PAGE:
Here’s how Bowling described the Cepheus training sessions while speaking to The Verge:

“We had this training phase where the program started off playing uniform random against itself, [so] it had no idea what it was doing other than following the rules of the game.It [adapts] by thinking of all possible decision points, and every possible action [that could take place from those points. ‘What if I raise here, instead of playing randomly, how much more money or less money would I win?’

We could continue to train it, and it would continue to get better. But we stopped at this point because we can’t tell it apart from being perfect.”


Eventually, the solving attempt was expanded to pit Cepheus against human players, but no poker pros were involved. Instead, the researchers created an open portal online through which anybody can challenge Cepheus to a heads up Limit holdem match. Over time, Bowling compiled enough data from these matches to demonstrate that even when Cepheus’ opponents played a true GTO strategy, they could only produce an expected return of 0.000986 big blinds per game.

Owing to the fact that true GTO play was incapable of generating a profit against Cepheus, the research team declared heads up holdem to be effectively solved. You can take your shot at challenging the Cepheus computer in a heads-up Limit holdem duel here at Bowling and Co.’s website.

Pro Player’s Clean “Claudico” Program’s Clock in No Limit Holdem Challenge

By 2015 the focus of poker solving research had moved on to an entirely different beast – the fluid gameplay dynamics of No Limit holdem. To that end, Tuomas Sandholm – a professor of computer science at Carnegie Mellon University – developed his own poker playing algorithm known as “Claudico.” The program was instructed to vary its betting patterns on a random basis, in an attempt to mimic the sizings and strategies employed by human players.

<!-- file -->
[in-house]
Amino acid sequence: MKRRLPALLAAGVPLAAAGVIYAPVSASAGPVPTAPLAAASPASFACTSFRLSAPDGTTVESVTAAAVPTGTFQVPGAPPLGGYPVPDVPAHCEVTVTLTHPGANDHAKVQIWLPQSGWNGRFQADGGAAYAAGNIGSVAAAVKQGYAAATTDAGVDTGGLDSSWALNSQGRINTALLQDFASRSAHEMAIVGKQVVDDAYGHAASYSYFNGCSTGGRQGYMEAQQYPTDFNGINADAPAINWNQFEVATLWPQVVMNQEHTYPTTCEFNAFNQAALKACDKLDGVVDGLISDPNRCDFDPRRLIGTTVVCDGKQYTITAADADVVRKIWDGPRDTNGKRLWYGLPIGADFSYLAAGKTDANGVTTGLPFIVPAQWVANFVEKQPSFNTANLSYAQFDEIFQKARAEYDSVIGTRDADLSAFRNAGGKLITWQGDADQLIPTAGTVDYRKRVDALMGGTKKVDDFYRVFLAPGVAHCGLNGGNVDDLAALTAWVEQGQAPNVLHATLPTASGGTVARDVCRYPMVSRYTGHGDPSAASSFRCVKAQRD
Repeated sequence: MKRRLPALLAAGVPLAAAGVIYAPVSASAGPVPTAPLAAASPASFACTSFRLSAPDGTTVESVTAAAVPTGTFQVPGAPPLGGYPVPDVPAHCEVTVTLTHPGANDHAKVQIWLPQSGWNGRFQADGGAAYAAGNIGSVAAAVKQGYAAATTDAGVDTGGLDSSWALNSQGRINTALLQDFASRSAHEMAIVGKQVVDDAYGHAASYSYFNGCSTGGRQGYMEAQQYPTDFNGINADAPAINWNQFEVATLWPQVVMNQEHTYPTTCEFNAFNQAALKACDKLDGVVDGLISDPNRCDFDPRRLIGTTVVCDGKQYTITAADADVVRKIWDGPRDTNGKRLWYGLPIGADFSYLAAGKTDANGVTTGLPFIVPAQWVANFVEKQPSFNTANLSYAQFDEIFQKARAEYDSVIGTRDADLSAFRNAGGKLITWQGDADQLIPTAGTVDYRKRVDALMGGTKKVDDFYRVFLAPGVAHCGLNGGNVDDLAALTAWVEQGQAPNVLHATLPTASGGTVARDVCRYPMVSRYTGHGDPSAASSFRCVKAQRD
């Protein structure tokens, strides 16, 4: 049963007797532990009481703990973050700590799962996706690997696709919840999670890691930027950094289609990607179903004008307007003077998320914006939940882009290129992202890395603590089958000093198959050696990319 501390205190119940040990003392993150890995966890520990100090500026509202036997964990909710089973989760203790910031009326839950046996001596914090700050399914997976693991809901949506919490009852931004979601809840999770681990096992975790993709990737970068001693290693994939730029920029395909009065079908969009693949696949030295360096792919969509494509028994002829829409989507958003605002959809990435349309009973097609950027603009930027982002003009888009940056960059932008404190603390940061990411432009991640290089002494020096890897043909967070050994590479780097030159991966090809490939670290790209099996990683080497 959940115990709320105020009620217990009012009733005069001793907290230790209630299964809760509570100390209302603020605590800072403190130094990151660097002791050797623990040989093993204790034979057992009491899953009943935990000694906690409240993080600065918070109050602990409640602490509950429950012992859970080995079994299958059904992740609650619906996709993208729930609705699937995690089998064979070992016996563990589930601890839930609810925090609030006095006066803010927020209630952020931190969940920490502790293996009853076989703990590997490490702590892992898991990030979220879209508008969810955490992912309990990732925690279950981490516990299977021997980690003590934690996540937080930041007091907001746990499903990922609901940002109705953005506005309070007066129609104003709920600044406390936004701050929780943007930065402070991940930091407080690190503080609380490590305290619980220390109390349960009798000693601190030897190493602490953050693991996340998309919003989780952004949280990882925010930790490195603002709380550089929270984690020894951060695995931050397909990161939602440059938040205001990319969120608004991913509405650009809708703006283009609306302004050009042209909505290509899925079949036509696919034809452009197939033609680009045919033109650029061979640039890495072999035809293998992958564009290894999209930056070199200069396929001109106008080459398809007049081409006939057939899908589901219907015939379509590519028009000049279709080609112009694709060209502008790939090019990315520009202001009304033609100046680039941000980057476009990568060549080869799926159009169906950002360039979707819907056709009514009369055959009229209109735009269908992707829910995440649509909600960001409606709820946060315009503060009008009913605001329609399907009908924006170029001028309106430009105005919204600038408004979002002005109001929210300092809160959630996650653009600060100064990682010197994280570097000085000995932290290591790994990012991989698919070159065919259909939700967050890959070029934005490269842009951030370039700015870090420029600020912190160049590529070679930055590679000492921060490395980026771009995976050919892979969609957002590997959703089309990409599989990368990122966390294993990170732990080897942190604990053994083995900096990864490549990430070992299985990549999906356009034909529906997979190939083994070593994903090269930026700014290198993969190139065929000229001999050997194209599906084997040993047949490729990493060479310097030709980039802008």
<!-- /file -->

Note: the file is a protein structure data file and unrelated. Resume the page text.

Claudico’s first test came against a four-man team comprised of Doug Polk, Dong Kim, Jason Les, Bjorn Li – poker pros who resided among the world’s top-10 ranked heads up No Limit holdem players at the time. Competing over the course of two weeks, the foursome played 80,000 hands against Claudico, with a combined $170 million in “chips” on the virtual tables.

In the end, Li accumulated profits of $529,033 against Claudico,while Polk won $213,671 and Kim ended $70,491 in the black. Only Les lost to the program, winding up down $80,482. All told, the pros finished the marathon match up $732,713, a result which ostensibly gave mankind a victory over the machines.

But according to Sandholm, the six-figure upswing for Polk and crew wasn’t really a win at all, given the fact that $732,713 represented just 0.431 percent of the total chips in play.In statistical terms at least, that margin of separation wasn’t enough to achieve true victory, so Sandholm declared the match to be a tie in his final research report:

“We knew Claudico was the strongest computer poker program in the world, but we had no idea before this competition how it would fare against four Top 10 poker players.It would have been no shame for Claudico to lose to a set of such talented pros, so even pulling off a statistical tie with them is a tremendous achievement.” (Quote)

In the wake of their win – or statistical stalemate as Sandholm would describe the outcome – Polk and his fellow pros expressed an equal mix of admiration and ambivalence toward Claudico’s skills. According to Polk, the program’s randomized betting patterns did indeed make the match more difficult, but only because Claudico was making moves no human would ever dare.

Polk described a situation wherein most human players might bet between 50 percent and 75 percent of the pot amount, while Claudico would vary his wagers between 10 percent and 1,000 percent:

“There are spots where it plays well and others where I just don’t understand it.Betting $19,000 to win a $700 pot just isn’t something that a person would do.”

Sandholm was undeterred by the setback, however, and he vowed to refine Claudico’s algorithm until a genuine simulation of human betting could be achieved.

“Libratus” Program Finally Beats Humans at Heads Up No Limit Holdem

That pledge came to fruition in 2017, when Sandholm debuted an upgraded heads up No Limit holdem program known as “Libratus.” Working in conjunction with PhD student Noam Brown, Sandholm sought to teach Libratus the secret to successful poker play when betting has no limits – bluffing.